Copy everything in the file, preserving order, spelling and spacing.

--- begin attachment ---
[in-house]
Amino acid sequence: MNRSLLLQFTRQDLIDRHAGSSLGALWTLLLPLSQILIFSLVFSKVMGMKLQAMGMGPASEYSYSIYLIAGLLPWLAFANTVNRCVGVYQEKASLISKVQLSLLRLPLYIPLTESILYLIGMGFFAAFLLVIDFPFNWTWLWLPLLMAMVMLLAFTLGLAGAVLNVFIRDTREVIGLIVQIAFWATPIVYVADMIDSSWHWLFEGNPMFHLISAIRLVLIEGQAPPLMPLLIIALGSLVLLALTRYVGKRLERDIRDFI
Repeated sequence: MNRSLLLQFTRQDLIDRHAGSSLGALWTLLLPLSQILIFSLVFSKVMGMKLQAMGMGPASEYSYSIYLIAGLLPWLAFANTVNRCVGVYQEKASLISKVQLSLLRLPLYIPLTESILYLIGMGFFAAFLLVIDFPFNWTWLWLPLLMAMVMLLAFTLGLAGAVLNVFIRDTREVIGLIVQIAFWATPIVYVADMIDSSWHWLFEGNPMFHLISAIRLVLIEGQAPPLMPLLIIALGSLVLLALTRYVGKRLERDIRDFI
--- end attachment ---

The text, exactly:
[in-house]
Amino acid sequence: MNRSLLLQFTRQDLIDRHAGSSLGALWTLLLPLSQILIFSLVFSKVMGMKLQAMGMGPASEYSYSIYLIAGLLPWLAFANTVNRCVGVYQEKASLISKVQLSLLRLPLYIPLTESILYLIGMGFFAAFLLVIDFPFNWTWLWLPLLMAMVMLLAFTLGLAGAVLNVFIRDTREVIGLIVQIAFWATPIVYVADMIDSSWHWLFEGNPMFHLISAIRLVLIEGQAPPLMPLLIIALGSLVLLALTRYVGKRLERDIRDFI
Repeated sequence: MNRSLLLQFTRQDLIDRHAGSSLGALWTLLLPLSQILIFSLVFSKVMGMKLQAMGMGPASEYSYSIYLIAGLLPWLAFANTVNRCVGVYQEKASLISKVQLSLLRLPLYIPLTESILYLIGMGFFAAFLLVIDFPFNWTWLWLPLLMAMVMLLAFTLGLAGAVLNVFIRDTREVIGLIVQIAFWATPIVYVADMIDSSWHWLFEGNPMFHLISAIRLVLIEGQAPPLMPLLIIALGSLVLLALTRYVGKRLERDIRDFI